Archant loses £7.6m before tax as advertising and circulation revenues fall - Press Gazette

Archant loses £7.6m before tax as advertising and circulation revenues fall

Archant close offices

Archant, publisher of the The New European and Eastern Daily Press titles, made a pre-tax loss of £7.6m last year, new full-year accounts show.

Group revenue for 2018 was down 9.6 per cent to £87.3m. Advertising revenue, which makes made up the majority, fell by 10.8 per cent to £64.2m.

Newspaper circulation revenue fell 6.6 per cent to £16.4m while magazine circulation revenue fell 4.4 per cent to £6.6m.

But digital revenues were up 13.2 per cent to £9.3m, of which £2m was from classified ads and the rest from display and other.

Archant made a pre-tax loss of £334,000 in 2017.

In a statement in its 2018 annual report, published today, Archant said it “continues to operate in an increasingly fragmented media landscape”.

The company said it is focused on “driving and monitoring the transition of leveraging local and regional audiences via online media in light of the continuing decline in print”.

The group reported 8.5m monthly unique visitors on average for its websites in 2018, down by 200,000 on the year before, with average monthly page views up 600,000 to 34.4m for the year.

Archant reduced its operating costs by 8.6 per cent to £84.6m over the period, with employment and production cost savings at similar levels.

Operating profit before exceptional items was down 32.9 per cent to £2.7m for the year “as revenues fell more than cost savings”, the company said.

Over the year, Archant published more than 50,000 daily newspaper copies, more than 740,000 weekly newspaper copies and more than 590,000 monthly magazine copies.

Press Gazette reported last month that Archant will stop printing newspapers at its £40m print facility just outside Norwich, where its headquarters (pictured) are based, putting 96 jobs at risk.

The company’s chief executive, Jeff Henry, has also stood down.

Archant chief content officer Matt Kelly announced last month that he was stepping down as editor of The New European and will head up a Google-funded project at the publisher to find a way to make local news pay online.

Read the full 2018 Archant accounts.

Picture: Google Maps



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7 thoughts on “Archant loses £7.6m before tax as advertising and circulation revenues fall”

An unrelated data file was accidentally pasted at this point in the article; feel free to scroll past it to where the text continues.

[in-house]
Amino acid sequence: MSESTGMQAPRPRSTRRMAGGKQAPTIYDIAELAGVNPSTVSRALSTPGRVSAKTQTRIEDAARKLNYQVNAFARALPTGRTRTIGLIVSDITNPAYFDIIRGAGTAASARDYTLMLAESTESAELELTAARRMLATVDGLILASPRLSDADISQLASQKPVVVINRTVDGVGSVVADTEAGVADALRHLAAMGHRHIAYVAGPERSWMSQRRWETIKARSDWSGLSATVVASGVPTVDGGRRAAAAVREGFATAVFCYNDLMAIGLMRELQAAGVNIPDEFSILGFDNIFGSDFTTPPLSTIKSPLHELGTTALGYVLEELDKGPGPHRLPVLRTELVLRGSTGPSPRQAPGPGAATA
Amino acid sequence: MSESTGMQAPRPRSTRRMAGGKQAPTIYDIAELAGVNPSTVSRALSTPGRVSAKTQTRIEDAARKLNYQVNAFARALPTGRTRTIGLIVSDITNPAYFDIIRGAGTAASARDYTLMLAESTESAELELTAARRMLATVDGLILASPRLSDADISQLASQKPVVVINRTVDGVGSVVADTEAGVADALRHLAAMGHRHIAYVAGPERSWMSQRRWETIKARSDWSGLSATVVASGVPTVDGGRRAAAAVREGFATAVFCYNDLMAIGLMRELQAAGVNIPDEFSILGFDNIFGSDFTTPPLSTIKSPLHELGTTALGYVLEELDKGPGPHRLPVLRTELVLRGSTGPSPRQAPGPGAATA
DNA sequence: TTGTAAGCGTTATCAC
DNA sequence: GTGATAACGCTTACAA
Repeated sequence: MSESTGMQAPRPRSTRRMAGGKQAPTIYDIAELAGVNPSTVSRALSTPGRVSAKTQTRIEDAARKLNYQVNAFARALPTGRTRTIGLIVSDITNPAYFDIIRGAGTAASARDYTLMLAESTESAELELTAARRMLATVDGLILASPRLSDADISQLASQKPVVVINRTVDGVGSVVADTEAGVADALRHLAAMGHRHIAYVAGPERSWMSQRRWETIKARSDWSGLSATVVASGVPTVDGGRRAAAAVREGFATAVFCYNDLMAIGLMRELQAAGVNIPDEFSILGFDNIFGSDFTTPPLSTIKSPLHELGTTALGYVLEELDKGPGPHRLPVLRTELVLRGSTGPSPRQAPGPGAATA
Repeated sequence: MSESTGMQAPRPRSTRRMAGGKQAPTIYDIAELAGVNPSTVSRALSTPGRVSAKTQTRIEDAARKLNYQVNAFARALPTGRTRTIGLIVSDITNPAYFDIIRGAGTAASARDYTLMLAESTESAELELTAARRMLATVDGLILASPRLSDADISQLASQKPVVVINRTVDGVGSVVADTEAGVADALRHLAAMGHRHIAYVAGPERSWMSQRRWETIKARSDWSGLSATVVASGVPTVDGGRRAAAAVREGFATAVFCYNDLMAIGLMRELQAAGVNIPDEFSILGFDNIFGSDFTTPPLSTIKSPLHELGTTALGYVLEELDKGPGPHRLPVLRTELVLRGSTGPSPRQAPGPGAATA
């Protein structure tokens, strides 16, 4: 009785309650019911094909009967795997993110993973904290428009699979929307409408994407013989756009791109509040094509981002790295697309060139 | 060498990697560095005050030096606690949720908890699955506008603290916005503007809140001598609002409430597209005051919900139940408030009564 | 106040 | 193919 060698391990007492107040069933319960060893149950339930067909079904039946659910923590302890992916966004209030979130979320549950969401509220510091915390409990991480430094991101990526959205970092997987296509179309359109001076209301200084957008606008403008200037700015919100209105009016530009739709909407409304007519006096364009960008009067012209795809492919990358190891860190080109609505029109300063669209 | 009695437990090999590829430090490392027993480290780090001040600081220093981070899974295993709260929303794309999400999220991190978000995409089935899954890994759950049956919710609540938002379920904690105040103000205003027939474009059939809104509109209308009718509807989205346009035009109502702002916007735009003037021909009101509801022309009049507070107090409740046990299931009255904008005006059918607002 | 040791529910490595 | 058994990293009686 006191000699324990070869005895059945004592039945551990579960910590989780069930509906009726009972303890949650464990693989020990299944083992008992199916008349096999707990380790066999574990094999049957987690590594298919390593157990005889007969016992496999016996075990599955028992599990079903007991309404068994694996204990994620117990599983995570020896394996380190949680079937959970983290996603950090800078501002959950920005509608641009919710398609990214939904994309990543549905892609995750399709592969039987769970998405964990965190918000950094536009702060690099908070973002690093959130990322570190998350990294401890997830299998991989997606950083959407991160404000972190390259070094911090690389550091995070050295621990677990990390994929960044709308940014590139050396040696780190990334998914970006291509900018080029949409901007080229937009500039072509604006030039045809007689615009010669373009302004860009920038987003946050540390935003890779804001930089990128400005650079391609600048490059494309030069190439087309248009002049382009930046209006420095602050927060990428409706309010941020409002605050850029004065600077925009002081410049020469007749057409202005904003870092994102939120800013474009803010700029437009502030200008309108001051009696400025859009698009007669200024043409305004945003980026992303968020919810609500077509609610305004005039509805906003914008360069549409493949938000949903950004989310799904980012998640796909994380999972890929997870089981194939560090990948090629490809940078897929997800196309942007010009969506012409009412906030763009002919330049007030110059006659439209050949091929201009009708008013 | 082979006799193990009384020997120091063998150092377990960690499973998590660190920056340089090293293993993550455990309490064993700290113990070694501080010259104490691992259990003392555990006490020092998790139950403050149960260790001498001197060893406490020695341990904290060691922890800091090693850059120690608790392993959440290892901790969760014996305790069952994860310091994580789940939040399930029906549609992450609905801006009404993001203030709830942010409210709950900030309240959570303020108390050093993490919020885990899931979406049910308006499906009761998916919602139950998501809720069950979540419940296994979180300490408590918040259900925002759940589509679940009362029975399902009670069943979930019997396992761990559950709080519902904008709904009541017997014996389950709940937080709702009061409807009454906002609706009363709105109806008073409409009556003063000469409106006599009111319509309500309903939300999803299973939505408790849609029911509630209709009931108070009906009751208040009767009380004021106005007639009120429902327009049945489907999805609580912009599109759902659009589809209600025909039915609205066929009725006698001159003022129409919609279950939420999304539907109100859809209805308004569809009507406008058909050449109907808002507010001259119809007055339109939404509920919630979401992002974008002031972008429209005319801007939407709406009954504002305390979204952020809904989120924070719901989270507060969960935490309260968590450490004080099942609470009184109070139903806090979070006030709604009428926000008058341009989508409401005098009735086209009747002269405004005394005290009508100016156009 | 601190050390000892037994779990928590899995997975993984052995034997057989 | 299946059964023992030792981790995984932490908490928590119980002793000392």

1. You could analyse these shocking figures by sector all day long but this latest ongoing level of underperformance and failure are, in my opinion, the result of one long running problem throughout the business, no it’s not the internet, new competitors or the rise of social media, it’s Archants yes man culture.

    It’s an environment where ill conceived strategies are rolled out by senior managers , unopposed and unchallenged up or down the line, managers unaware or unaccepting of the real issues affecting the business and who are disconnected from the staff and the local communities their papers once served so well.
    Staff on the ground are paid lip service but aren’t listened to, the only ones who are are those who will tell their bosses and senior managers what they want to hear so as to ingratiate themselves and cover their own backs; ‘the yes men and women’
    Many of these are middle managers who are weighing down the business, incurring
    high costs yet contributing little or nothing.Some have been over promoted into positions they’re out of their depths in but the majority have been in their jobs far too long,they’ve had enough time and many many chances to influence things but have consistently failed to deliver, preferring to make excuses and point the finger elsewhere so as to divert attention away from the real issues.They’re out of ideas, are ineffective and unable to motivate their commercial teams and have lost the confidence of their staff.

    Inter departmental in-fighting is also rife where managers back stab and bad mouth other managers, where any success is seen as a threat and where they’re constantly looking to point score.
    In an environment where under performance is accepted and complacency is rife no one should be surprised to read this report and see just how bad the situation has become with these people at the helm.

    These managers have presided over yet another year of abject failure and need to go, they’ve proved they’re not up to the task and are simply treading water.
    More professional,competent and effective people are needed either promoted upwards from within or brought in from elsewhere, professionals who know how to motivate and manage sales teams to achieve.

    Doing nothing is no longer acceptable and change needs to happen before the situation becomes completely beyond recovery.

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